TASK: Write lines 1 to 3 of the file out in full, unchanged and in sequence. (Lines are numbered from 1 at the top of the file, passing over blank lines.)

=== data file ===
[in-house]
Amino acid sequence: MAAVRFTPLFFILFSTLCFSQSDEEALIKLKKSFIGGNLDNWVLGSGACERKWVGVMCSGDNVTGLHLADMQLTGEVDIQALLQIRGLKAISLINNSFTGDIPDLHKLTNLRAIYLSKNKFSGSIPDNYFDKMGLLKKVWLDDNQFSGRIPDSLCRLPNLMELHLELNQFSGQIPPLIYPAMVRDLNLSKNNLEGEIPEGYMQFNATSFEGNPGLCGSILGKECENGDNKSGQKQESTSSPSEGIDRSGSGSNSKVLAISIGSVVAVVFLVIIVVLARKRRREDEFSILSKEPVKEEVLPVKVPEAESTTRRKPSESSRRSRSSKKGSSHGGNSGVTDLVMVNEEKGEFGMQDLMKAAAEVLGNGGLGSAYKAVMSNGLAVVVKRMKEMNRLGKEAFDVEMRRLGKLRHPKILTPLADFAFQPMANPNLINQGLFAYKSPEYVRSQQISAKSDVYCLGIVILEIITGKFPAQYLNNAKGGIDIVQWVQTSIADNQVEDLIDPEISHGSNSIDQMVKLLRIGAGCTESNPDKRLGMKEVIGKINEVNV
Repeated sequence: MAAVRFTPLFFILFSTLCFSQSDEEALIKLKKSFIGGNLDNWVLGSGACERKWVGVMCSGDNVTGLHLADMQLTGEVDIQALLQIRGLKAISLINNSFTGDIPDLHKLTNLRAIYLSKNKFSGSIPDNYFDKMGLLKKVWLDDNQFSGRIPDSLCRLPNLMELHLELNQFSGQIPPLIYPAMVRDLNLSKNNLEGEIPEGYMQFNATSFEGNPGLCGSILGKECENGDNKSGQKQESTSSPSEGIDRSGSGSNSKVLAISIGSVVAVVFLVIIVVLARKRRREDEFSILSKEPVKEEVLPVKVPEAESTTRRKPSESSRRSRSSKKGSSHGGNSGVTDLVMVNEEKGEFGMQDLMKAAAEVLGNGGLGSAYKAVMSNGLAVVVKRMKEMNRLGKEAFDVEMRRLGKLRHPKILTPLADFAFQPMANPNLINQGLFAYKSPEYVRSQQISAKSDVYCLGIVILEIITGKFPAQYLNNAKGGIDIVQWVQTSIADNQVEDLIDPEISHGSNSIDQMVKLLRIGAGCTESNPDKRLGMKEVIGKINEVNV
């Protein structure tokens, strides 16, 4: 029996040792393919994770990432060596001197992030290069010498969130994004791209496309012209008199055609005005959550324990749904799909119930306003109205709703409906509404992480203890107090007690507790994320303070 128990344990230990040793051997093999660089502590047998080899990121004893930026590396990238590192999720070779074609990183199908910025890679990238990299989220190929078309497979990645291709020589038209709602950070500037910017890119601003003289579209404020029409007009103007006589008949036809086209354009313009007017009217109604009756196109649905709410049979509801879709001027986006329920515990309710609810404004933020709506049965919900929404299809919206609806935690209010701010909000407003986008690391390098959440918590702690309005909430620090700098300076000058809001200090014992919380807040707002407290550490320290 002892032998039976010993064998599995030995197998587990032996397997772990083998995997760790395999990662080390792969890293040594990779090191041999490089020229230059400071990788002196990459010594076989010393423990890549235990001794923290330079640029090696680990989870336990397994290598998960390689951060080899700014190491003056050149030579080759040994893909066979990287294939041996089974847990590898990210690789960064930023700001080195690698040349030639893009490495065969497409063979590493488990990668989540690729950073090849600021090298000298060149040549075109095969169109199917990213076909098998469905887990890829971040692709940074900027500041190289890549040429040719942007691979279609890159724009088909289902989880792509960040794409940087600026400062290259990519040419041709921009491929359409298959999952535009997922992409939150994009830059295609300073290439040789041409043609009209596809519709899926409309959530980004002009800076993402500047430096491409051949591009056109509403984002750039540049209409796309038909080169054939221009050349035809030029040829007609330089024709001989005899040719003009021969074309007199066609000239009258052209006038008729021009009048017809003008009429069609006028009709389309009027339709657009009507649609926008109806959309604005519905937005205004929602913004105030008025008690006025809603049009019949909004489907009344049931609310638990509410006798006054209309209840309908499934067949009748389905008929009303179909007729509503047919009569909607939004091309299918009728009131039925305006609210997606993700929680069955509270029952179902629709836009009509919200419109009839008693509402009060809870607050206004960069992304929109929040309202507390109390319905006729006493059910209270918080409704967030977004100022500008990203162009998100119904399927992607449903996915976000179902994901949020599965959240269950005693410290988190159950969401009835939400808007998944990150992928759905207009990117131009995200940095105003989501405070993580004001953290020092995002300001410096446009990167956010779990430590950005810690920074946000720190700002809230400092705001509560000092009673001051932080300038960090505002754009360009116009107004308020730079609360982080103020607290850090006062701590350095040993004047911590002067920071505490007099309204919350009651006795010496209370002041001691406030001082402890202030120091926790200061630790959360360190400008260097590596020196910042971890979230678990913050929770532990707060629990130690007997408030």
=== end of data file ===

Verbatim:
[in-house]
Amino acid sequence: MAAVRFTPLFFILFSTLCFSQSDEEALIKLKKSFIGGNLDNWVLGSGACERKWVGVMCSGDNVTGLHLADMQLTGEVDIQALLQIRGLKAISLINNSFTGDIPDLHKLTNLRAIYLSKNKFSGSIPDNYFDKMGLLKKVWLDDNQFSGRIPDSLCRLPNLMELHLELNQFSGQIPPLIYPAMVRDLNLSKNNLEGEIPEGYMQFNATSFEGNPGLCGSILGKECENGDNKSGQKQESTSSPSEGIDRSGSGSNSKVLAISIGSVVAVVFLVIIVVLARKRRREDEFSILSKEPVKEEVLPVKVPEAESTTRRKPSESSRRSRSSKKGSSHGGNSGVTDLVMVNEEKGEFGMQDLMKAAAEVLGNGGLGSAYKAVMSNGLAVVVKRMKEMNRLGKEAFDVEMRRLGKLRHPKILTPLADFAFQPMANPNLINQGLFAYKSPEYVRSQQISAKSDVYCLGIVILEIITGKFPAQYLNNAKGGIDIVQWVQTSIADNQVEDLIDPEISHGSNSIDQMVKLLRIGAGCTESNPDKRLGMKEVIGKINEVNV
Repeated sequence: MAAVRFTPLFFILFSTLCFSQSDEEALIKLKKSFIGGNLDNWVLGSGACERKWVGVMCSGDNVTGLHLADMQLTGEVDIQALLQIRGLKAISLINNSFTGDIPDLHKLTNLRAIYLSKNKFSGSIPDNYFDKMGLLKKVWLDDNQFSGRIPDSLCRLPNLMELHLELNQFSGQIPPLIYPAMVRDLNLSKNNLEGEIPEGYMQFNATSFEGNPGLCGSILGKECENGDNKSGQKQESTSSPSEGIDRSGSGSNSKVLAISIGSVVAVVFLVIIVVLARKRRREDEFSILSKEPVKEEVLPVKVPEAESTTRRKPSESSRRSRSSKKGSSHGGNSGVTDLVMVNEEKGEFGMQDLMKAAAEVLGNGGLGSAYKAVMSNGLAVVVKRMKEMNRLGKEAFDVEMRRLGKLRHPKILTPLADFAFQPMANPNLINQGLFAYKSPEYVRSQQISAKSDVYCLGIVILEIITGKFPAQYLNNAKGGIDIVQWVQTSIADNQVEDLIDPEISHGSNSIDQMVKLLRIGAGCTESNPDKRLGMKEVIGKINEVNV